Protesters had been clashing with police on Vulitsya Grushevskogo nonstop from Sunday to Tuesday, reacting to several laws signed by Yanukovych that demonstrators say severely restrict people’s rights and effectively introduce a dictatorship. On Tuesday morning, they agreed to a ceasefire when Orthodox, Greek Catholic and Buddhist clergy urged both sides to stop the violence.
Some demonstrators then began strengthening the barricades on Vulitsya Grushevskogo, using the buses they had burned earlier, while others chatted with police, trying to persuade them to come over to their side. One girl carried a poster saying “I will marry the riot policeman who switches to the people’s side.”
Several demonstrators also warned that Russian intervention would only make matters worse.
Roman Krutko, a 35-year-old businessman at the protests, said that if Putin tried to save Yanukovych, a revolt would begin and Western Ukraine might secede.
Denis Korenkov, a 34-year-old sociologist and a Baptist who joined representatives of other religions on Vulitsya Grushevskogo, said the Association Agreement with the EU and relations with Russia had ceased to be the main issue after a crackdown on protesters on Euromaidan in November triggered an unprecedented backlash.
“When those students were beaten, we stopped caring about the Association Agreement,” he said.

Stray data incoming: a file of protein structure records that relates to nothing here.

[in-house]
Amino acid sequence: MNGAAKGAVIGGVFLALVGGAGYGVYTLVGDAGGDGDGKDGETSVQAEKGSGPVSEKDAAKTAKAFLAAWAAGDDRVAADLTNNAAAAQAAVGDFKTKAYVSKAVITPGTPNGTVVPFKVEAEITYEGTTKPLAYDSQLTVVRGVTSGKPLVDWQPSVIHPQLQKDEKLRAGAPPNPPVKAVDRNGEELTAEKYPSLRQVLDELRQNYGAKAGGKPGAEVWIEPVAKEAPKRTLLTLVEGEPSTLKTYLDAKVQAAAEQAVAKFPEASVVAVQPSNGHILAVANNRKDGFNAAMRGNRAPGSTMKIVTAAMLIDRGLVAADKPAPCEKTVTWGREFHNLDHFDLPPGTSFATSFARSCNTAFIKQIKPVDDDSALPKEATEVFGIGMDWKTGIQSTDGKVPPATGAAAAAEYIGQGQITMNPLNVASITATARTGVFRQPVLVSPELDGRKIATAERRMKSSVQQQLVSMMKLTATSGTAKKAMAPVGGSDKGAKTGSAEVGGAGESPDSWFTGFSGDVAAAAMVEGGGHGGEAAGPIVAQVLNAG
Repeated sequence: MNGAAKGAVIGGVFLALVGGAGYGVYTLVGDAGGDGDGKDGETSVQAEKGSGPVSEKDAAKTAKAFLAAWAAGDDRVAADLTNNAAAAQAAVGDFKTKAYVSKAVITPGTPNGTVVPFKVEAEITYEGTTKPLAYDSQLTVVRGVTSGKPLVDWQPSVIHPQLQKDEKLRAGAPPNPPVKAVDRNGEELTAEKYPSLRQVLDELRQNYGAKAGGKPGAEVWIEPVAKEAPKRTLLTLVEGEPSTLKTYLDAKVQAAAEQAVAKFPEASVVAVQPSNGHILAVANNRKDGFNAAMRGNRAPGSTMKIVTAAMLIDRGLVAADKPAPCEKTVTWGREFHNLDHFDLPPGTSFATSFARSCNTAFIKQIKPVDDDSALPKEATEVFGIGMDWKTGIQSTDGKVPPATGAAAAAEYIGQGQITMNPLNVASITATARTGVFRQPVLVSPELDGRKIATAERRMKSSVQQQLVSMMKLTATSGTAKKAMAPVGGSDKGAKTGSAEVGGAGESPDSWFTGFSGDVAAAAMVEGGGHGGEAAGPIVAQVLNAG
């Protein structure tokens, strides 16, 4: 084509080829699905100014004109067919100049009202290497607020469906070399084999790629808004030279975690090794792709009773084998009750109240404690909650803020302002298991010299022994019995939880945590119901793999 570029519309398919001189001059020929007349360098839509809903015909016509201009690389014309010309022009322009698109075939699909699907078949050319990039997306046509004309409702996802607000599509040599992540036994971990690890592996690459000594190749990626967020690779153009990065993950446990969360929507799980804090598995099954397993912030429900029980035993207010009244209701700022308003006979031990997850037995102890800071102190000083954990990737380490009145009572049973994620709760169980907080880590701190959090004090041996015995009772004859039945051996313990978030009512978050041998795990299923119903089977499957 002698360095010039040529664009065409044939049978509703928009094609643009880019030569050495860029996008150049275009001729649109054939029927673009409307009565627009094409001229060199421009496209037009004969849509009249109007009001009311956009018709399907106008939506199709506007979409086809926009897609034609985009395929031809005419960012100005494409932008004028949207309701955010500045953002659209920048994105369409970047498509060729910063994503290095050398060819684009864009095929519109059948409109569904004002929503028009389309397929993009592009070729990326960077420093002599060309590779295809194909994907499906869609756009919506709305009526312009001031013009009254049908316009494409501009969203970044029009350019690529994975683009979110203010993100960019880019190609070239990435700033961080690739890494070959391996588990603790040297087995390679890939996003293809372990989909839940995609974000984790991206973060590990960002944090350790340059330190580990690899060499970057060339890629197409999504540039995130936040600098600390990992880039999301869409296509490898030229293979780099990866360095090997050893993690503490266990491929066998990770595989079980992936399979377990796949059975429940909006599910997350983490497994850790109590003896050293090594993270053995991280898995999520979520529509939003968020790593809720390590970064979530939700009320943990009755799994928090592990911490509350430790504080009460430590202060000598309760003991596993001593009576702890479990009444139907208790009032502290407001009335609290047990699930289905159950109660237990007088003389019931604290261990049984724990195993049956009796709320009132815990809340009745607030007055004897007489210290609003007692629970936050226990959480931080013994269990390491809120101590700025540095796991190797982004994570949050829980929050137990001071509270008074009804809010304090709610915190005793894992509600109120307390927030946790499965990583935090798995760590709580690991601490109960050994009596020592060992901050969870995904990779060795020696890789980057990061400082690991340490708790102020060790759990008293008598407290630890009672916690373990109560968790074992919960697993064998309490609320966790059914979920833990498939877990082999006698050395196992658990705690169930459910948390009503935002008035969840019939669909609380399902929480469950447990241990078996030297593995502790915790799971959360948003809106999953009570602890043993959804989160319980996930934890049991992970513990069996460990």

As more justification for that sentiment, he said the $15 billion loan given to Ukraine from Russia in December was likely to be stolen by corrupt Ukrainian officials anyway.
“I will not get that money,” he said.
“This loan is a noose on the nation’s neck,” said Timofei, a 67-year-old pensioner who did not give his last name because he was afraid of repercussions from authorities. “It will be used by a bunch of billionaires for their own purposes,” he said.
Gabrielle Tétrault-Farber reported from Moscow, and Oleg Sukhov reported from Kiev.
Contact the authors at [email protected] and [email protected]
Editor’s note: An earlier version of this story incorrectly put the amount of the Russian loan to Ukraine at $15 million. The actual amount is $15 billion.
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22 January 2014